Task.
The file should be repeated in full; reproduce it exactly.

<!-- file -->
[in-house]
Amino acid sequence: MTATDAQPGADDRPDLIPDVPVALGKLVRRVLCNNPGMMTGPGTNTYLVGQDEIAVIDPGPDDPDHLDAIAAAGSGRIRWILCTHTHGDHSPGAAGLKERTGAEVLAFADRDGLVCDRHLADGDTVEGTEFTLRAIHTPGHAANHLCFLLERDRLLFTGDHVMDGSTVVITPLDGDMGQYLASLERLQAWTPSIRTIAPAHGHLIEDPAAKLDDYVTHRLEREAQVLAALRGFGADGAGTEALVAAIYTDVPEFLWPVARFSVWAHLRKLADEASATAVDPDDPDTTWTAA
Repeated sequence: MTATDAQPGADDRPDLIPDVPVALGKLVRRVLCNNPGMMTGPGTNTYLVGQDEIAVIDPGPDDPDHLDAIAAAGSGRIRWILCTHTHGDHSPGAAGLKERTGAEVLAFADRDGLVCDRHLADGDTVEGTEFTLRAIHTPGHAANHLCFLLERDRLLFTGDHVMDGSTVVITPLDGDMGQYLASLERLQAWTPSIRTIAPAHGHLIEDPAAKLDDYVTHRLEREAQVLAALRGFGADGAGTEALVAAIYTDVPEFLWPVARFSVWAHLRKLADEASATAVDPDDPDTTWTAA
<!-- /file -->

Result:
[in-house]
Amino acid sequence: MTATDAQPGADDRPDLIPDVPVALGKLVRRVLCNNPGMMTGPGTNTYLVGQDEIAVIDPGPDDPDHLDAIAAAGSGRIRWILCTHTHGDHSPGAAGLKERTGAEVLAFADRDGLVCDRHLADGDTVEGTEFTLRAIHTPGHAANHLCFLLERDRLLFTGDHVMDGSTVVITPLDGDMGQYLASLERLQAWTPSIRTIAPAHGHLIEDPAAKLDDYVTHRLEREAQVLAALRGFGADGAGTEALVAAIYTDVPEFLWPVARFSVWAHLRKLADEASATAVDPDDPDTTWTAA
Repeated sequence: MTATDAQPGADDRPDLIPDVPVALGKLVRRVLCNNPGMMTGPGTNTYLVGQDEIAVIDPGPDDPDHLDAIAAAGSGRIRWILCTHTHGDHSPGAAGLKERTGAEVLAFADRDGLVCDRHLADGDTVEGTEFTLRAIHTPGHAANHLCFLLERDRLLFTGDHVMDGSTVVITPLDGDMGQYLASLERLQAWTPSIRTIAPAHGHLIEDPAAKLDDYVTHRLEREAQVLAALRGFGADGAGTEALVAAIYTDVPEFLWPVARFSVWAHLRKLADEASATAVDPDDPDTTWTAA